ABILITY event questions norms surrounding disabilities

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When he was fifteen, Aaron Cross experienced a traumatic event that left him in a wheelchair with a spinal cord injury. Since his injury, Cross has competed in the Special Olympics three times as an archer, traveled the world, and has spoken to thousands of students about overcoming adversity. When asked about how he coped with such a trauma, Cross claims that his attitude, and the attitude of his loved ones, towards the injury is what got him through it. His story is one of many uplifting tales that were told on the panel during the ABILITY event on Friday in an effort to show that there is a difference between handicapped and handicap-able.

The ABILITY event took over Atwood in an attempt to educate students and faculty on what it is like to live with certain disabilities. Atwood Center was crowded with people on Friday, all there to be educated about different mental and physical disabilities that affect thousands of people around the world.

Amy Hebert-Knopf, an assistant professor in the the Rehabilitation master’s degree program, helped coordinate the event. She has been a part of the effort to build a worldwide campaign for education about disabilities. This campaign includes panels of speakers making appearances at colleges and talking about their experiences with disabilities.

“It’s very exciting,” said Hebert-Knopf. “A lot of people come out to this event and we see a lot of minds changed because of it”.

The coordinators, including Herbert-Knopf, focused the event on education and awareness. Changing attitudes and minds towards disabilities is a main goal.  Their hope is that students will walk away knowing that people with disabilities are just as capable as people without. Stories, like the ones told by Aaron Cross, show students that attitude matters the most when it comes to addressing the issue.

“My hope is that someone will get inspired by this,” Cross said. “The goal is exposure and changing the social etiquette surrounding disabilities”.

Cross wants people to question the social norms surrounding disabilities and destroying the presumptions people have when faced with them. Panelists, including Cross, emphasize taking the knowledge learned from the event and continuing the conversation with friends and family. Cross and other panelists have continued the conversation by travelling around the world and going to places that don’t have the easiest access. Cross says that this helps show people the importance of updating access points and keeping the conversation going.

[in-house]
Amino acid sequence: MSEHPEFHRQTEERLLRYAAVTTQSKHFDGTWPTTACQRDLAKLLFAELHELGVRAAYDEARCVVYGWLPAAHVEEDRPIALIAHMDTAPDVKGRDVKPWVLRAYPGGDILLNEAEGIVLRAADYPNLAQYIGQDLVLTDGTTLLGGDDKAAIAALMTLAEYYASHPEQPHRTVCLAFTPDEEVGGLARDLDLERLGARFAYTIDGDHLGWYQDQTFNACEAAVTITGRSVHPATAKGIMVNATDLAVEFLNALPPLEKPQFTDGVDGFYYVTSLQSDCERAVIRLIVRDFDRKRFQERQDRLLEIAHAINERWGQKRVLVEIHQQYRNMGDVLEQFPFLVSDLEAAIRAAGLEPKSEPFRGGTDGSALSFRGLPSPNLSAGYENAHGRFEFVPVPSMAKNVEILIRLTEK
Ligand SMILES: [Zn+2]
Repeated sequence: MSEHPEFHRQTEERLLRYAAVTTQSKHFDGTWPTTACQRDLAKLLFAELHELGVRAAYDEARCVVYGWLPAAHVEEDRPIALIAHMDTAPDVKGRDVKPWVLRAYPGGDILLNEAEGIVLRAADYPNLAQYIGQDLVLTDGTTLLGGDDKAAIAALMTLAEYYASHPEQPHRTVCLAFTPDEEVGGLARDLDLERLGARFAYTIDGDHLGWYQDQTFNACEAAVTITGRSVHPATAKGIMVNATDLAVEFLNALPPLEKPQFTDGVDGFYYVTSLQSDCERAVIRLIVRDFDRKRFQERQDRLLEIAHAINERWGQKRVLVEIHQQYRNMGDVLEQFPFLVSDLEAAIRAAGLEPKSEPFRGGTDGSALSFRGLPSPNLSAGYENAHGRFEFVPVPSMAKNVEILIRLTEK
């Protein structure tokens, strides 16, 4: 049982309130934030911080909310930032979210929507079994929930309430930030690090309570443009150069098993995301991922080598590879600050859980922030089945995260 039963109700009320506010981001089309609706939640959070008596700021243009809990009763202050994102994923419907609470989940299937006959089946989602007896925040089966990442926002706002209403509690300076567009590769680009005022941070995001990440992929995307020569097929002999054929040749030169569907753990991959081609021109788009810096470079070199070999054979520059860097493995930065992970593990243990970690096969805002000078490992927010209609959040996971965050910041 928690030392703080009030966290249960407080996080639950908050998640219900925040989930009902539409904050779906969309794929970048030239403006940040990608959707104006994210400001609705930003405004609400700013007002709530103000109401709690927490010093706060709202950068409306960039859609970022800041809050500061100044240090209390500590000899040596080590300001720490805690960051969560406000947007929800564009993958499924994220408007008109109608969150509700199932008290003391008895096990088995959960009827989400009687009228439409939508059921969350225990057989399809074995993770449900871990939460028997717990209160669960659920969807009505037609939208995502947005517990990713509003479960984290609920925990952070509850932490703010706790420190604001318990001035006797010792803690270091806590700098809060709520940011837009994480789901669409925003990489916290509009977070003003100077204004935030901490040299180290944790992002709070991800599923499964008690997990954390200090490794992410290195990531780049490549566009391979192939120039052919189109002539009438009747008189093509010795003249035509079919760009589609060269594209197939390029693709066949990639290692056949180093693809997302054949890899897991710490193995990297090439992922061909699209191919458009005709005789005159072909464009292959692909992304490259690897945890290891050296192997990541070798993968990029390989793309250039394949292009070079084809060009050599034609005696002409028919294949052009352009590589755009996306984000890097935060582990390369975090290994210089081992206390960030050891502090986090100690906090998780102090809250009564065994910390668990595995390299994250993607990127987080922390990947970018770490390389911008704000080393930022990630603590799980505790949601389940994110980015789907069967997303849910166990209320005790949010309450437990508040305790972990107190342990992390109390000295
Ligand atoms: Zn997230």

Cross and other panelists continued the conversation by taking part in the separate conferences. The heart of the conferences was a “simulation experience” which forced participants to feel what it was like to have a disability.  There were 8 simulation stations: deaf/hard-of-hearing, blind, cerebral palsy, autism, ADD/ADHD, mental health, dysphagia, and spinal cord injury. Each one challenged participants in how they viewed the disability. Participants spent the afternoon wearing blindfolds, walking in circles, and drawing pictures as someone controlled their arms, all in an attempt to understand a complex issue that thousands of people cope with every day.

The event offered participants and complimentary lunch, and pamphlets of information about what to do when overwhelmed by a disability. The day ended with all of the guest speakers gathering on the stage in the Atwood ballroom and participants filling out questions for the panelists to answer. The guest speakers were open and honest as they answered personal questions about their disability, their job prospects, and even their sex lives. Cross welcomes these questions, believing that the curiosity is a good thing because it’s the beginning of progress.

“The more awareness there is out there the better the world is going to be,” Cross said.

Cross and Herbert-Knopf enjoyed seeing the amount of people who participated in the event, and are excited to see what changes the program will bring in the future. Students left the event with a newfound knowledge of disabilities and the idea that a new attitude towards an issue can make the difference.